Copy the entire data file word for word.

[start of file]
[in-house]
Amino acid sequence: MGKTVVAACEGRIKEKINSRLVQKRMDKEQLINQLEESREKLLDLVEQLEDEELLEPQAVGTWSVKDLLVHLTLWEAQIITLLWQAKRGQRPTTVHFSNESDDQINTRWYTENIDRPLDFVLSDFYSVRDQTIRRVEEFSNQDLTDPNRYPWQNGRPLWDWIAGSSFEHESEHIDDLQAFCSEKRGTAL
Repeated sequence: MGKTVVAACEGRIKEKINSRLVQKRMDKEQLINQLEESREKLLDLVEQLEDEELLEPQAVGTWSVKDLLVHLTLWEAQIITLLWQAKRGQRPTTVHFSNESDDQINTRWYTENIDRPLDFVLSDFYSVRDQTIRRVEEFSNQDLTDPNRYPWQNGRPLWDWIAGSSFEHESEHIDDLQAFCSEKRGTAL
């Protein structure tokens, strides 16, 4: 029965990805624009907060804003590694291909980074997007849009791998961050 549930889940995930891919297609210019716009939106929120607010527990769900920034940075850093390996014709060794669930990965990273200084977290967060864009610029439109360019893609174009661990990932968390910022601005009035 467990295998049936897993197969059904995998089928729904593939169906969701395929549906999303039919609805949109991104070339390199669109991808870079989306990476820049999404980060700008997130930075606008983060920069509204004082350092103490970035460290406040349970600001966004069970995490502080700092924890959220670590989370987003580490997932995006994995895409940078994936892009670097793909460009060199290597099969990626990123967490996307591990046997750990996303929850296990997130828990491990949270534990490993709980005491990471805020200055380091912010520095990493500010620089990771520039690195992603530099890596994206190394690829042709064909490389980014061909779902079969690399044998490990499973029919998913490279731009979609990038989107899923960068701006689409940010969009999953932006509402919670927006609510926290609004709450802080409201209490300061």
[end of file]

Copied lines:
[in-house]
Amino acid sequence: MGKTVVAACEGRIKEKINSRLVQKRMDKEQLINQLEESREKLLDLVEQLEDEELLEPQAVGTWSVKDLLVHLTLWEAQIITLLWQAKRGQRPTTVHFSNESDDQINTRWYTENIDRPLDFVLSDFYSVRDQTIRRVEEFSNQDLTDPNRYPWQNGRPLWDWIAGSSFEHESEHIDDLQAFCSEKRGTAL
Repeated sequence: MGKTVVAACEGRIKEKINSRLVQKRMDKEQLINQLEESREKLLDLVEQLEDEELLEPQAVGTWSVKDLLVHLTLWEAQIITLLWQAKRGQRPTTVHFSNESDDQINTRWYTENIDRPLDFVLSDFYSVRDQTIRRVEEFSNQDLTDPNRYPWQNGRPLWDWIAGSSFEHESEHIDDLQAFCSEKRGTAL
């Protein structure tokens, strides 16, 4: 029965990805624009907060804003590694291909980074997007849009791998961050 549930889940995930891919297609210019716009939106929120607010527990769900920034940075850093390996014709060794669930990965990273200084977290967060864009610029439109360019893609174009661990990932968390910022601005009035 467990295998049936897993197969059904995998089928729904593939169906969701395929549906999303039919609805949109991104070339390199669109991808870079989306990476820049999404980060700008997130930075606008983060920069509204004082350092103490970035460290406040349970600001966004069970995490502080700092924890959220670590989370987003580490997932995006994995895409940078994936892009670097793909460009060199290597099969990626990123967490996307591990046997750990996303929850296990997130828990491990949270534990490993709980005491990471805020200055380091912010520095990493500010620089990771520039690195992603530099890596994206190394690829042709064909490389980014061909779902079969690399044998490990499973029919998913490279731009979609990038989107899923960068701006689409940010969009999953932006509402919670927006609510926290609004709450802080409201209490300061």